GOD CHOOSES HIS OWN
by J.I. Packer
For [God] says to Moses, “I will have mercy on whom I have mercy, and I
will have compassion on whom I have compassion.” It does not, therefore,
depend on man’s desire or effort, but on God’s mercy. ROMANS 9:15-16
The verb elect means “to select, or choose out.” The biblical doctrine of
election is that before Creation God selected out of the human race, foreseen
as fallen, those whom he would redeem, bring to faith, justify, and glorify in
and through Jesus Christ (Rom. 8:28-39; Eph. 1:3-14; 2 Thess. 2:13-14; 2 Tim.
1:9-10). This divine choice is an _expression of free and sovereign grace, for
it is unconstrained and unconditional, not merited by anything in those who
are its subjects. God owes sinners no mercy of any kind, only condemnation; so
it is a wonder, and matter for endless praise, that he should choose to save
any of us; and doubly so when his choice involved the giving of his own Son to
suffer as sin-bearer for the elect (Rom. 8:32).
The doctrine of election, like every truth about God, involves mystery and
sometimes stirs controversy. But in Scripture it is a pastoral doctrine,
brought in to help Christians see how great is the grace that saves them, and
to move them to humility, confidence, joy, praise, faithfulness, and holiness
in response. It is the family secret of the children of God. We do not know
who else he has chosen among those who do not yet believe, nor why it was his
good pleasure to choose us in particular. What we do know is, first, that had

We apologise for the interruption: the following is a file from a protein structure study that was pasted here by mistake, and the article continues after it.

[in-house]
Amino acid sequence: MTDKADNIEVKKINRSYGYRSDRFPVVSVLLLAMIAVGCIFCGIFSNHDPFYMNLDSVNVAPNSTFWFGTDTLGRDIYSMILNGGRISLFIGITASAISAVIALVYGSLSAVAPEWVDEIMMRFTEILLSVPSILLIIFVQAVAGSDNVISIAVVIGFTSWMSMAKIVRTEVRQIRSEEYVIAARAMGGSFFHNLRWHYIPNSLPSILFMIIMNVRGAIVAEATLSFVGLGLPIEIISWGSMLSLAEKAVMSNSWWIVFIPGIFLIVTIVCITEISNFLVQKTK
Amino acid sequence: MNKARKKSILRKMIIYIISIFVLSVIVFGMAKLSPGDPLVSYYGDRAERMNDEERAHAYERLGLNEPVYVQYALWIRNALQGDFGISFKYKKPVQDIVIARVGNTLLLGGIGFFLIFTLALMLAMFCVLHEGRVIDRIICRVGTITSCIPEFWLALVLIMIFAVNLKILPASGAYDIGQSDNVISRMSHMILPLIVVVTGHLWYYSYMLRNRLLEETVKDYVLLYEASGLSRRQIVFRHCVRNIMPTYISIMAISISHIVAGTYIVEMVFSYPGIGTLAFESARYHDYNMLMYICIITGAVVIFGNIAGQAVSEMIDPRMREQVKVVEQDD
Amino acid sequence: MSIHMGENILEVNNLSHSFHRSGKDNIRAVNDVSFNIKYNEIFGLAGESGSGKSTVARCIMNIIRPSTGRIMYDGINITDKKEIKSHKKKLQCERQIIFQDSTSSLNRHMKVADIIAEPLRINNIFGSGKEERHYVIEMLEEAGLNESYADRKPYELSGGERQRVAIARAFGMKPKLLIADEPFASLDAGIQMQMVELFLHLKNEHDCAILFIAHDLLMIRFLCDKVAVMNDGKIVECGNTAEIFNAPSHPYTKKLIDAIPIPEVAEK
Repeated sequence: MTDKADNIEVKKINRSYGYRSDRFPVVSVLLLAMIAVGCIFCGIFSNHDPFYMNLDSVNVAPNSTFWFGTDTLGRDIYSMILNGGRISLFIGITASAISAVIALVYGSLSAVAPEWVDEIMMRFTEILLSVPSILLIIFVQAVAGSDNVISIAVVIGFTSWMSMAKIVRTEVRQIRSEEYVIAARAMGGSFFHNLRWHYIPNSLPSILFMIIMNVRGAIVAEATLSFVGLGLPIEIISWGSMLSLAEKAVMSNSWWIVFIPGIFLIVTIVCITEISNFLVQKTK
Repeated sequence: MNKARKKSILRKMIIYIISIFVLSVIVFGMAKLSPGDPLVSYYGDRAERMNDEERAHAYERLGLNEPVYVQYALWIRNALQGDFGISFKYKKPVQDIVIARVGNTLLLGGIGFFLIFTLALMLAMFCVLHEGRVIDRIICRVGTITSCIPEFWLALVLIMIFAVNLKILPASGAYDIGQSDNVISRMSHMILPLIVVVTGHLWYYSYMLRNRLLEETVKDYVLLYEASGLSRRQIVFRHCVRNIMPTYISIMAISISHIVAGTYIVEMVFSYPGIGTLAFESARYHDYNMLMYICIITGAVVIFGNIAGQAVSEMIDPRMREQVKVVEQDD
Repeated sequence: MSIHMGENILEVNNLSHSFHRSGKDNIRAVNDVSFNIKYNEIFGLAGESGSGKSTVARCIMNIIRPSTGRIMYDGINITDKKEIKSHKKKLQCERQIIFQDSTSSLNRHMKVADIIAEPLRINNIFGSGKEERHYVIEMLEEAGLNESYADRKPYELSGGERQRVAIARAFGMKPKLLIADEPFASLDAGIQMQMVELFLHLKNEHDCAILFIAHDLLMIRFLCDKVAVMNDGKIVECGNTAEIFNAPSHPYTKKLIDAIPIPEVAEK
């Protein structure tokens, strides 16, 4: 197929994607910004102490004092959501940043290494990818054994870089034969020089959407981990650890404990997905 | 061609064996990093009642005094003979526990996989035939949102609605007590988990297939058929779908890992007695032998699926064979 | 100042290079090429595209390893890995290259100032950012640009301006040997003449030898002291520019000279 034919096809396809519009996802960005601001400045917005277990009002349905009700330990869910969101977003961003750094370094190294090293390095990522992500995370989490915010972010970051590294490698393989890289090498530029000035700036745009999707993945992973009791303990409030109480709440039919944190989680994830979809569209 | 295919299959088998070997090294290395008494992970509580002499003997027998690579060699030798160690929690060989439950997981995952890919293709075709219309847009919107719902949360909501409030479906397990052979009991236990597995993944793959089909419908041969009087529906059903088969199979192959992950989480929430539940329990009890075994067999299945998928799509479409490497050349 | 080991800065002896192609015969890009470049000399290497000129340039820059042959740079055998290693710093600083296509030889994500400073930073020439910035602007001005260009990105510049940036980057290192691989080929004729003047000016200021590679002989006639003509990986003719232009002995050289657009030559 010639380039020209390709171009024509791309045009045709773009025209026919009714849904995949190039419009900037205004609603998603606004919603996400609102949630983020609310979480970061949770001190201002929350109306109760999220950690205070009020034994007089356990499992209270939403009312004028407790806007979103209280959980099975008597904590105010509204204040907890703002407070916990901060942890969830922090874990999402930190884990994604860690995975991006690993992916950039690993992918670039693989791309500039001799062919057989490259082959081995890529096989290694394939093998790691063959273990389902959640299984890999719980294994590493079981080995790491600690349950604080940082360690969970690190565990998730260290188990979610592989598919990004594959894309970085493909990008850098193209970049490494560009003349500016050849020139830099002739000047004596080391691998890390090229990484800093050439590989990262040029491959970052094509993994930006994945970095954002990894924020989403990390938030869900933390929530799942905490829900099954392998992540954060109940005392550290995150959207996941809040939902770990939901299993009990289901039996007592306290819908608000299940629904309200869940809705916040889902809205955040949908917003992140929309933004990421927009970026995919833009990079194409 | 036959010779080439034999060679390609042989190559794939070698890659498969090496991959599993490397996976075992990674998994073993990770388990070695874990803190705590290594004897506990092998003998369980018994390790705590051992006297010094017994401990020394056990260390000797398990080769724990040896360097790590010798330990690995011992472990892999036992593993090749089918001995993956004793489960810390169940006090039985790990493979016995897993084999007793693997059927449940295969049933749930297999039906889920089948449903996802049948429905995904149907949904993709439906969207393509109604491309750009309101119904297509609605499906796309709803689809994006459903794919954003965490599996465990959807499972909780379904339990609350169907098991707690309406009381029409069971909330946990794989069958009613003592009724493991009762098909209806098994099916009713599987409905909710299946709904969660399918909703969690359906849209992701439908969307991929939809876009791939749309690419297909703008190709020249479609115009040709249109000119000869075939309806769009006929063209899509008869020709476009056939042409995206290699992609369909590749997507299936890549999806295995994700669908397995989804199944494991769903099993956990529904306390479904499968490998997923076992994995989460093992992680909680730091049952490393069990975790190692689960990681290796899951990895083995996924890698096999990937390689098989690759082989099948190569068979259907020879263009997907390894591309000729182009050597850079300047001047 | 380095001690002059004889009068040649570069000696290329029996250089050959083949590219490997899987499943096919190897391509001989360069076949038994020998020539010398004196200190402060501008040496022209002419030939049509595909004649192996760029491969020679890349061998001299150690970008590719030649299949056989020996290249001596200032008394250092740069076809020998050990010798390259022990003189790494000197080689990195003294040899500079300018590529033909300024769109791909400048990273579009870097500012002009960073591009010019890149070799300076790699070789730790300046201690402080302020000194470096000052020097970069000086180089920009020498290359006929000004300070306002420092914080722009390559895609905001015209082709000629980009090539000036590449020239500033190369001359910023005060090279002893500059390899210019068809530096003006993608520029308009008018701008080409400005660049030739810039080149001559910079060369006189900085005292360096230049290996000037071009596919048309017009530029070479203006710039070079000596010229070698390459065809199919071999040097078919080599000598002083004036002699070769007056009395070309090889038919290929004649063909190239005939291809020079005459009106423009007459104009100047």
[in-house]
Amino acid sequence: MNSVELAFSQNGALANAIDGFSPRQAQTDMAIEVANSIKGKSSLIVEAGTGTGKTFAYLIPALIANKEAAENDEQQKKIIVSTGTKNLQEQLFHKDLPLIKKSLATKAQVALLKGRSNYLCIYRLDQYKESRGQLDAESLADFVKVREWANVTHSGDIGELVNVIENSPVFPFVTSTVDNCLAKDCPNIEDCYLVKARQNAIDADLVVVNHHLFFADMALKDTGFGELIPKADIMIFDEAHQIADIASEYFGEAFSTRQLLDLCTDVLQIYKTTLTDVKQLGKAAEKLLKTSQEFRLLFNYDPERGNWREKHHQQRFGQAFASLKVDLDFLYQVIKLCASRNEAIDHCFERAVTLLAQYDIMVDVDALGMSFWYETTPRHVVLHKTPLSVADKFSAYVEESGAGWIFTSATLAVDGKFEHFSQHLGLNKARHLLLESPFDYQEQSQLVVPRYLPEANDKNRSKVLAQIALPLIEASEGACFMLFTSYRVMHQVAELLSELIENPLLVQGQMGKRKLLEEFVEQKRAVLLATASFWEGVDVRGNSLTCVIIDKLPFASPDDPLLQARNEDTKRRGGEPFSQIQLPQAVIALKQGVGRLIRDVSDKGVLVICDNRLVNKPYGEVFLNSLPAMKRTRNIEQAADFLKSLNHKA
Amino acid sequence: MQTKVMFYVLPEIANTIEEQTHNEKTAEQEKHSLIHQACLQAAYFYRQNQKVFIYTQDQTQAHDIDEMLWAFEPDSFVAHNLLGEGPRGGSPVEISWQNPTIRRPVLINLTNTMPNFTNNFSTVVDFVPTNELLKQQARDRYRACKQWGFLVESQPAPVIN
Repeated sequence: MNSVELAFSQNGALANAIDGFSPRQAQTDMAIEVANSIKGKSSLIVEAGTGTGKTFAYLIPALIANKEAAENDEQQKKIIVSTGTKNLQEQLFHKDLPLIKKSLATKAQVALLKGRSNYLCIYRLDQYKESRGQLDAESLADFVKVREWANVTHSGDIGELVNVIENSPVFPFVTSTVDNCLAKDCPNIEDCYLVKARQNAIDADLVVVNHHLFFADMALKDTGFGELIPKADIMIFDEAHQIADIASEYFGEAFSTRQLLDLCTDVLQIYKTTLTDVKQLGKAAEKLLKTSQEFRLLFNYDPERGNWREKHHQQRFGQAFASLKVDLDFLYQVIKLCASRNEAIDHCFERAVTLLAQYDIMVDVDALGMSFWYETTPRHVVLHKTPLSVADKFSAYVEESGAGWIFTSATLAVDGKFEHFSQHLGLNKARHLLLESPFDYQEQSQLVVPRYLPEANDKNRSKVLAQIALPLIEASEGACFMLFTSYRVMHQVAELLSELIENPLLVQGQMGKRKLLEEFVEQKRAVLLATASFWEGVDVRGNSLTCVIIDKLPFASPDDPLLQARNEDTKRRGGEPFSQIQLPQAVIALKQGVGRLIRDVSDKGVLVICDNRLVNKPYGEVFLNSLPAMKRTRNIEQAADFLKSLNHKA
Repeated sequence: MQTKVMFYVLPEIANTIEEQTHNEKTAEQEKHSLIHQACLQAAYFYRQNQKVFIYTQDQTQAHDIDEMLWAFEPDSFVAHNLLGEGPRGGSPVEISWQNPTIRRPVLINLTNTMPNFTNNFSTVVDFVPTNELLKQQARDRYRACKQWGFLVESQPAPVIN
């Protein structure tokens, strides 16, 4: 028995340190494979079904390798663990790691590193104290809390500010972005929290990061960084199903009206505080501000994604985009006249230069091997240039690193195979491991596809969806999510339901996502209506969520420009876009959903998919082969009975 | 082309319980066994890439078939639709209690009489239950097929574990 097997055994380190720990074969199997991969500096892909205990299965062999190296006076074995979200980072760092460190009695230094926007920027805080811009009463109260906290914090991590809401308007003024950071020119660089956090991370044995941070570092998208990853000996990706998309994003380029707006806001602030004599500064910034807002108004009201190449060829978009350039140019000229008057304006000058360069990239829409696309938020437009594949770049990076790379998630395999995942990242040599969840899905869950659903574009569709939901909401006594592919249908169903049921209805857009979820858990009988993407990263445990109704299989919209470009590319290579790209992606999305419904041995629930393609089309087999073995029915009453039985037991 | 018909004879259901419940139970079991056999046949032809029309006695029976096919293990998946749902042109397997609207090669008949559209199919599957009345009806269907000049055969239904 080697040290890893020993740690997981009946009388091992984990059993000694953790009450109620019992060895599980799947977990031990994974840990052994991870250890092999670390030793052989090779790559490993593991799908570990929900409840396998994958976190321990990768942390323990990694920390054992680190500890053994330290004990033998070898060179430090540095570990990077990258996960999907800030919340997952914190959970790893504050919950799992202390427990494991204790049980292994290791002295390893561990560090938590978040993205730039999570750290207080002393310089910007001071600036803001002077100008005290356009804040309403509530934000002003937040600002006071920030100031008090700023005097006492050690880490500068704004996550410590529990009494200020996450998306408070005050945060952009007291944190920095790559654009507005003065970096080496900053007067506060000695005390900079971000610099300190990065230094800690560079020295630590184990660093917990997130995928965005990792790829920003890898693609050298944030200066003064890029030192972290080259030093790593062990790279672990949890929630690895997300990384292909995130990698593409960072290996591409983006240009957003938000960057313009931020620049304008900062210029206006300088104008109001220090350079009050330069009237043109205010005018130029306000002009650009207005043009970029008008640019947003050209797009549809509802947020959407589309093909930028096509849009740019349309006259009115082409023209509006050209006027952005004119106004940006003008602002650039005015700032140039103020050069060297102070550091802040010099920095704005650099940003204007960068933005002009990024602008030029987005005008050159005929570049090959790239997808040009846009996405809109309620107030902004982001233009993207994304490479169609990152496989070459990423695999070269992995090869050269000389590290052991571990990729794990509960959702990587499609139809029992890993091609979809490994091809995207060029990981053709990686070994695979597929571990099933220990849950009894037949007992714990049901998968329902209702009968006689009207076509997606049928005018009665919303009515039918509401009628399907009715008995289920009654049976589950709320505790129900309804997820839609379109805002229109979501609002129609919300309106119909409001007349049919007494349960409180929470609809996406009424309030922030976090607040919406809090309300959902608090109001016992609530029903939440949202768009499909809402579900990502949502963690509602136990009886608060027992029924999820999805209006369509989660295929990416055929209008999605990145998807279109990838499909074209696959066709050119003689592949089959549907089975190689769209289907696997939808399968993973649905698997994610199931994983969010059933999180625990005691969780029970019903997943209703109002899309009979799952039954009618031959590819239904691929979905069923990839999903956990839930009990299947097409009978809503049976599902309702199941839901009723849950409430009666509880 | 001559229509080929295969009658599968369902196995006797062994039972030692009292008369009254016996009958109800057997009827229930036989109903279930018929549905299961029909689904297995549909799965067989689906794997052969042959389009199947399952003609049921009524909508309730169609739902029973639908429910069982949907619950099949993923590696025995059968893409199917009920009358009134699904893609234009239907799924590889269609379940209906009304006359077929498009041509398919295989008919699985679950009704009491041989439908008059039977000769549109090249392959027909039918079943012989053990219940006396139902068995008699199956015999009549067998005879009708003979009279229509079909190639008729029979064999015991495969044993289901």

we not been chosen for life we would not be believers now (for only the elect
are brought to faith), and, second, that as elect believers we may rely on God
to finish in us the good work that he started (1 Cor. 1:8-9; Phil. 1:6; 1
Thess. 5:23-24; 2 Tim. 1:12; 4:18). Knowledge of one’s election thus brings
comfort and joy.
Peter tells us we should be “eager to make [our] calling and election sure” (2
Pet. 1:10)—that is, certain to us. Election is known by its fruits. Paul knew
the election of the Thessalonians from their faith, hope, and love, the inward
and outward transformation of their lives that the gospel had brought about (1
Thess. 1:3-6). The more that the qualities to which Peter has been exhorting
his readers appear in our lives (goodness, knowledge, self-control,
perseverance, godliness, brotherly kindness, love: 2 Pet. 1:5-7), the surer of
our own election we are entitled to be.
The elect are, from one standpoint, the Father’s gift to the Son (John 6:39;
10:29; 17:2, 24). Jesus testifies that he came into this world specifically to
save them (John 6:37-40; 10:14-16, 26-29; 15:16; 17:6-26; Eph. 5:25-27), and
any account of his mission must emphasize this.
Reprobation is the name given to God’s eternal decision regarding those
sinners whom he has not chosen for life. His decision is in essence a decision
not to change them, as the elect are destined to be changed, but to leave them
to sin as in their hearts they already want to do, and finally to judge them
as they deserve for what they have done. When in particular instances God
gives them over to their sins (i.e., removes restraints on their doing the
disobedient things they desire), this is itself the beginning of judgment. It
is called “hardening” (Rom. 9:18; 11:25; cf. Ps. 81:12; Rom. 1:24, 26, 28),
and it inevitably leads to greater guilt.
Reprobation is a biblical reality (Rom. 9:14-24; 1 Pet. 2:8), but not one that
bears directly on Christian behavior. The reprobates are faceless so far as
Christians are concerned, and it is not for us to try to identify them.
Rather, we should live in light of the certainty that anyone may be saved if
he or she will but repent and put faith in Christ.
We should view all persons that we meet as possibly being numbered among the